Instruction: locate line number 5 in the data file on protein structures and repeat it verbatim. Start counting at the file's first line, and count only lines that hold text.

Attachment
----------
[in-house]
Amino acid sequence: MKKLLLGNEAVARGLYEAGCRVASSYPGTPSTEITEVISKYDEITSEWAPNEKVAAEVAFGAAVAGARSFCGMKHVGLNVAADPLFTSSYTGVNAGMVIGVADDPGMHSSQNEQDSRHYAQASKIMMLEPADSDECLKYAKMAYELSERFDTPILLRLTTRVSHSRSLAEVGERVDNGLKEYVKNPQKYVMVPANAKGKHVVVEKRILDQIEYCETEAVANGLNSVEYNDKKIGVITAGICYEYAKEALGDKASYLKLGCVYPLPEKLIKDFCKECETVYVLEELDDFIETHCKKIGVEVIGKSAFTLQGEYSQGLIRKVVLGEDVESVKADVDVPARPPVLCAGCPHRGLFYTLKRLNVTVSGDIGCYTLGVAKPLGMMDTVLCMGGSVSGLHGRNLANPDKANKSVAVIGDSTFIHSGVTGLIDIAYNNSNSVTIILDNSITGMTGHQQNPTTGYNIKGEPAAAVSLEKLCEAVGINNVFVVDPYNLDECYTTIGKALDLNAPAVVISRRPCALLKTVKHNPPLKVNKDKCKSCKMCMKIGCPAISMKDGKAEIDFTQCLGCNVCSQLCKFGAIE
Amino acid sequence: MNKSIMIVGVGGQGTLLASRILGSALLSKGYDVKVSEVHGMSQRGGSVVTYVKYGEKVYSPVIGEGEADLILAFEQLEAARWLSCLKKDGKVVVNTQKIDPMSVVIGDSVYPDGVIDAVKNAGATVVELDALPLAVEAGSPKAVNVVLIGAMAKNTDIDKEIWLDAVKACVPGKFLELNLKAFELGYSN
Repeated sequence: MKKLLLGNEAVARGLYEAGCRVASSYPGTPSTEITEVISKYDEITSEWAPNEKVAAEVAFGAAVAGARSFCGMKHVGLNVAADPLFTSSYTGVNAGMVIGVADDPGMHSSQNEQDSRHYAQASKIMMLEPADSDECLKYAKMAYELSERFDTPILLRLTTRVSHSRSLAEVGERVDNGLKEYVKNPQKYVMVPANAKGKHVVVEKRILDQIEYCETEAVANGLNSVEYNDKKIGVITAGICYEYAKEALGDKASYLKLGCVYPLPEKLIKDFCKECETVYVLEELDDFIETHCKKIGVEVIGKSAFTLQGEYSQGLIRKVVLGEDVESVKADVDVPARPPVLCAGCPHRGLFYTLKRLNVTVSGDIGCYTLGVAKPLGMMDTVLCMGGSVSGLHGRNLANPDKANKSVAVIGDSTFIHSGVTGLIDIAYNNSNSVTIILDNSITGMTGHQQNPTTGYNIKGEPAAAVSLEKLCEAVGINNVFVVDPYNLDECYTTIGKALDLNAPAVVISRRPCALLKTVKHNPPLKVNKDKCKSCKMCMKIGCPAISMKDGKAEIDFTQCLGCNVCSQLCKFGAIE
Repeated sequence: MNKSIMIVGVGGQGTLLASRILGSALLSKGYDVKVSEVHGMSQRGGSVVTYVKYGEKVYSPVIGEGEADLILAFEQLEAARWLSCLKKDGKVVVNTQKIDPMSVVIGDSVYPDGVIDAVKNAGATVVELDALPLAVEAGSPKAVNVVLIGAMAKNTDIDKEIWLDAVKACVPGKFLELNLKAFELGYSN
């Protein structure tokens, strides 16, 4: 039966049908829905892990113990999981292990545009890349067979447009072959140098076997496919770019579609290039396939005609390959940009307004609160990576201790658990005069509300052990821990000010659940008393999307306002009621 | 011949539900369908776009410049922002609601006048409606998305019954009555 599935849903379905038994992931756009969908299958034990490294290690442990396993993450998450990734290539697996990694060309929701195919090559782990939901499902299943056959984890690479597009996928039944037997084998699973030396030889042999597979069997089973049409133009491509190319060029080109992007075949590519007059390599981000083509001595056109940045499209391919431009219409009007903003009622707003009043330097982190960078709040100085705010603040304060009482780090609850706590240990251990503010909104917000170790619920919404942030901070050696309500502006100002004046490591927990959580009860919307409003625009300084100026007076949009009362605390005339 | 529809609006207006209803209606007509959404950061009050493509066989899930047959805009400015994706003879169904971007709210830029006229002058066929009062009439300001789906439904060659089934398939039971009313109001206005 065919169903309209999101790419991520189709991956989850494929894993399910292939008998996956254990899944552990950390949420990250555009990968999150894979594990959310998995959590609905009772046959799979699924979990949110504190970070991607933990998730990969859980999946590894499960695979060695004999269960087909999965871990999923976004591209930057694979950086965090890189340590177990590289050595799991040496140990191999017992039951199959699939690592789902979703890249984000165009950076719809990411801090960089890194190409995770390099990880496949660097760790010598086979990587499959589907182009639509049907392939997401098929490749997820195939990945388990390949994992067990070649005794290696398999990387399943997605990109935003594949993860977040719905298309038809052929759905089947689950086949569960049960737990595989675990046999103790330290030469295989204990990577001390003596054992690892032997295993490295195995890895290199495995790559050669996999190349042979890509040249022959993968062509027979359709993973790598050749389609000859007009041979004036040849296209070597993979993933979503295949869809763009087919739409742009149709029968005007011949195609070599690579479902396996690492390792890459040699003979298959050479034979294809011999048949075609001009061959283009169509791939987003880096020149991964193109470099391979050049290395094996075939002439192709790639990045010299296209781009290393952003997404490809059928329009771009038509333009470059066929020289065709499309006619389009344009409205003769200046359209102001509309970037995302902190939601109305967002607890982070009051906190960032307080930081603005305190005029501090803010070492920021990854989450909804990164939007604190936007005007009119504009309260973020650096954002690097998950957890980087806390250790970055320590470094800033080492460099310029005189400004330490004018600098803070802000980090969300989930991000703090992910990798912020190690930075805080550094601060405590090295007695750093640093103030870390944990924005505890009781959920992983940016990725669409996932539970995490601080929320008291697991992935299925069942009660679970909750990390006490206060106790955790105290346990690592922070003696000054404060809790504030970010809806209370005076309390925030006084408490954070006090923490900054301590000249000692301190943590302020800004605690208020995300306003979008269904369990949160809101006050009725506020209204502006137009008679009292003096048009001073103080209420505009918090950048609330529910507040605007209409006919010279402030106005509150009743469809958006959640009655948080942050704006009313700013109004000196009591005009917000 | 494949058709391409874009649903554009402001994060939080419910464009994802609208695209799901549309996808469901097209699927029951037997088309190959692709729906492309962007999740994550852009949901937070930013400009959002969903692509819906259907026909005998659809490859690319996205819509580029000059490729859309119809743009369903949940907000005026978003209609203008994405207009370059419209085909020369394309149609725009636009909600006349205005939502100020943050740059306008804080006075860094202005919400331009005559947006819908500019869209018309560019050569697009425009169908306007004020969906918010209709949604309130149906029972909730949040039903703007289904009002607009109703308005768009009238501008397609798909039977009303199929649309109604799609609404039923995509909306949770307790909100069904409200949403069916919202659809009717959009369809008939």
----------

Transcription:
Repeated sequence: MNKSIMIVGVGGQGTLLASRILGSALLSKGYDVKVSEVHGMSQRGGSVVTYVKYGEKVYSPVIGEGEADLILAFEQLEAARWLSCLKKDGKVVVNTQKIDPMSVVIGDSVYPDGVIDAVKNAGATVVELDALPLAVEAGSPKAVNVVLIGAMAKNTDIDKEIWLDAVKACVPGKFLELNLKAFELGYSN